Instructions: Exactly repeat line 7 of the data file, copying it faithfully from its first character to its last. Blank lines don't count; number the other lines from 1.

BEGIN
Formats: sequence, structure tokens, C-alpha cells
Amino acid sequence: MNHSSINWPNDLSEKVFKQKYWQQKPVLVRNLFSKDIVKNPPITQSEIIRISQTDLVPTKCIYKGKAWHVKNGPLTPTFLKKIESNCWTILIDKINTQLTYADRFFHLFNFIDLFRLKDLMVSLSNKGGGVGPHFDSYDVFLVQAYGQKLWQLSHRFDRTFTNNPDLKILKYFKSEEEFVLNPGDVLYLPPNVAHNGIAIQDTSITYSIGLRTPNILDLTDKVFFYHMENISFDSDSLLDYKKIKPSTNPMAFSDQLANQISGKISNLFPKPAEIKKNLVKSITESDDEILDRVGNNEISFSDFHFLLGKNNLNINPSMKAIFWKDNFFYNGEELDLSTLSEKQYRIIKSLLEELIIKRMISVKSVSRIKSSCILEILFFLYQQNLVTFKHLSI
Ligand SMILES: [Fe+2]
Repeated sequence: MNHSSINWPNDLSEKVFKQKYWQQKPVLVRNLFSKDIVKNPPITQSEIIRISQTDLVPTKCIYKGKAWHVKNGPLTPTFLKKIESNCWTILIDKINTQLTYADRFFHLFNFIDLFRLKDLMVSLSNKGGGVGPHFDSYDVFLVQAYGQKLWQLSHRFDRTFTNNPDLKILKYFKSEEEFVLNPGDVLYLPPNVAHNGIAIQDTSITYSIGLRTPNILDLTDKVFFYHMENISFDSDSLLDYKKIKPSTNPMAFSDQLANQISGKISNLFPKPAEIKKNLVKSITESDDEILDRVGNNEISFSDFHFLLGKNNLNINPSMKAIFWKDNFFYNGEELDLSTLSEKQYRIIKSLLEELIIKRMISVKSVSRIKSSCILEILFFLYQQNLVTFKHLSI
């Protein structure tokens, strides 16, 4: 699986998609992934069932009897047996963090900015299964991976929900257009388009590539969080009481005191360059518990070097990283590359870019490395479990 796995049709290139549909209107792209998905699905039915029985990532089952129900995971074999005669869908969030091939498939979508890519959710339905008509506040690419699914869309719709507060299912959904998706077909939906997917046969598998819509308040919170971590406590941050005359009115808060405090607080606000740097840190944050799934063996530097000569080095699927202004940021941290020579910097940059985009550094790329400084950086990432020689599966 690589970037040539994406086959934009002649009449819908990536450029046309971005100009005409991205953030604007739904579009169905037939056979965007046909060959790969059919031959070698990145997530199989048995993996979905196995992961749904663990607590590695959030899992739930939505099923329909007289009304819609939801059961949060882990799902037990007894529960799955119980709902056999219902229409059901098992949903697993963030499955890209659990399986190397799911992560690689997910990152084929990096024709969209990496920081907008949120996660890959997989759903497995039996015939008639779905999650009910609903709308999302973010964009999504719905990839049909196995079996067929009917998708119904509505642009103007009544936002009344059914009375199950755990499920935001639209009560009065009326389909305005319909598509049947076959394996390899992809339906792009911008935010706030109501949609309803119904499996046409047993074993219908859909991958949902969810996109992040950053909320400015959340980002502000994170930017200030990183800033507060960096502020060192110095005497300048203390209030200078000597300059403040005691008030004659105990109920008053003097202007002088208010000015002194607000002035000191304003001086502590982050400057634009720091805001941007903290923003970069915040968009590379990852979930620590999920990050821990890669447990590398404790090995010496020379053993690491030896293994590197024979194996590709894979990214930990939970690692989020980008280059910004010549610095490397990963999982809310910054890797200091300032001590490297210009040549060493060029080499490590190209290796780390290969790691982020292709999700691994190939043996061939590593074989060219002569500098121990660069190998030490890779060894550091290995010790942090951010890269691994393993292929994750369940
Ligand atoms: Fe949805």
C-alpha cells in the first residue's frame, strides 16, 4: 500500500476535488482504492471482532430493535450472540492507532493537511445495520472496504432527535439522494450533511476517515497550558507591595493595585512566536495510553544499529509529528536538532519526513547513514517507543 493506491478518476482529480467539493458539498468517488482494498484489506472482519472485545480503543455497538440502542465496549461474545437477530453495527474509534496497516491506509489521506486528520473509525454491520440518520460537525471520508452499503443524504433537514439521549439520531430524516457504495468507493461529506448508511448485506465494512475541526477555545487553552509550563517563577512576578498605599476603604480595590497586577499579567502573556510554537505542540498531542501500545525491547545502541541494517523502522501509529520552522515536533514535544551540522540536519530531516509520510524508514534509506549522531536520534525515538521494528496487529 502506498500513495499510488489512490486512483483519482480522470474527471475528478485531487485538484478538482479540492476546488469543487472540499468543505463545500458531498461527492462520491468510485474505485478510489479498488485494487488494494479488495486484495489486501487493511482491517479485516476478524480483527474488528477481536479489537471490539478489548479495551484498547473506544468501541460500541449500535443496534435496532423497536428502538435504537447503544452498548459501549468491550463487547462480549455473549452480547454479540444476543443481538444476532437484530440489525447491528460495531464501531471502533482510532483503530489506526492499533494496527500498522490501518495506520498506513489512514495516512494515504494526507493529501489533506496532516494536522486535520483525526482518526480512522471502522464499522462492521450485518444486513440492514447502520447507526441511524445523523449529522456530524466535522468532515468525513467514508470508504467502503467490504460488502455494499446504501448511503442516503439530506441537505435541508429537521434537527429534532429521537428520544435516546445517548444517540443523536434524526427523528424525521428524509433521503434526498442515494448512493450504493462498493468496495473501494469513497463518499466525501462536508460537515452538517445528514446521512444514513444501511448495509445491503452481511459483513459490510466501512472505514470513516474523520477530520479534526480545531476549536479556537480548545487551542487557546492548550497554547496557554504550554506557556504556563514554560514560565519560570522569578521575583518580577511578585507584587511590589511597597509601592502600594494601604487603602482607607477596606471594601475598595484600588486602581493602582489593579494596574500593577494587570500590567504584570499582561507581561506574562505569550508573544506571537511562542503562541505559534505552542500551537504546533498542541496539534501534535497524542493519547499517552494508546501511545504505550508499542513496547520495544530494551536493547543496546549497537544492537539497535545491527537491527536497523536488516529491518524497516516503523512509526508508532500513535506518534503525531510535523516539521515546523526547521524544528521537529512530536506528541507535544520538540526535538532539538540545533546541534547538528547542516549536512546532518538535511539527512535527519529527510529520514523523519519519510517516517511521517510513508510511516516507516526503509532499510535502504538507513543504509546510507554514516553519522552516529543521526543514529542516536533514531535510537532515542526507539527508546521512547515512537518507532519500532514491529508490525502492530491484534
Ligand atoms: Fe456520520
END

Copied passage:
C-alpha cells in the first residue's frame, strides 16, 4: 500500500476535488482504492471482532430493535450472540492507532493537511445495520472496504432527535439522494450533511476517515497550558507591595493595585512566536495510553544499529509529528536538532519526513547513514517507543 493506491478518476482529480467539493458539498468517488482494498484489506472482519472485545480503543455497538440502542465496549461474545437477530453495527474509534496497516491506509489521506486528520473509525454491520440518520460537525471520508452499503443524504433537514439521549439520531430524516457504495468507493461529506448508511448485506465494512475541526477555545487553552509550563517563577512576578498605599476603604480595590497586577499579567502573556510554537505542540498531542501500545525491547545502541541494517523502522501509529520552522515536533514535544551540522540536519530531516509520510524508514534509506549522531536520534525515538521494528496487529 502506498500513495499510488489512490486512483483519482480522470474527471475528478485531487485538484478538482479540492476546488469543487472540499468543505463545500458531498461527492462520491468510485474505485478510489479498488485494487488494494479488495486484495489486501487493511482491517479485516476478524480483527474488528477481536479489537471490539478489548479495551484498547473506544468501541460500541449500535443496534435496532423497536428502538435504537447503544452498548459501549468491550463487547462480549455473549452480547454479540444476543443481538444476532437484530440489525447491528460495531464501531471502533482510532483503530489506526492499533494496527500498522490501518495506520498506513489512514495516512494515504494526507493529501489533506496532516494536522486535520483525526482518526480512522471502522464499522462492521450485518444486513440492514447502520447507526441511524445523523449529522456530524466535522468532515468525513467514508470508504467502503467490504460488502455494499446504501448511503442516503439530506441537505435541508429537521434537527429534532429521537428520544435516546445517548444517540443523536434524526427523528424525521428524509433521503434526498442515494448512493450504493462498493468496495473501494469513497463518499466525501462536508460537515452538517445528514446521512444514513444501511448495509445491503452481511459483513459490510466501512472505514470513516474523520477530520479534526480545531476549536479556537480548545487551542487557546492548550497554547496557554504550554506557556504556563514554560514560565519560570522569578521575583518580577511578585507584587511590589511597597509601592502600594494601604487603602482607607477596606471594601475598595484600588486602581493602582489593579494596574500593577494587570500590567504584570499582561507581561506574562505569550508573544506571537511562542503562541505559534505552542500551537504546533498542541496539534501534535497524542493519547499517552494508546501511545504505550508499542513496547520495544530494551536493547543496546549497537544492537539497535545491527537491527536497523536488516529491518524497516516503523512509526508508532500513535506518534503525531510535523516539521515546523526547521524544528521537529512530536506528541507535544520538540526535538532539538540545533546541534547538528547542516549536512546532518538535511539527512535527519529527510529520514523523519519519510517516517511521517510513508510511516516507516526503509532499510535502504538507513543504509546510507554514516553519522552516529543521526543514529542516536533514531535510537532515542526507539527508546521512547515512537518507532519500532514491529508490525502492530491484534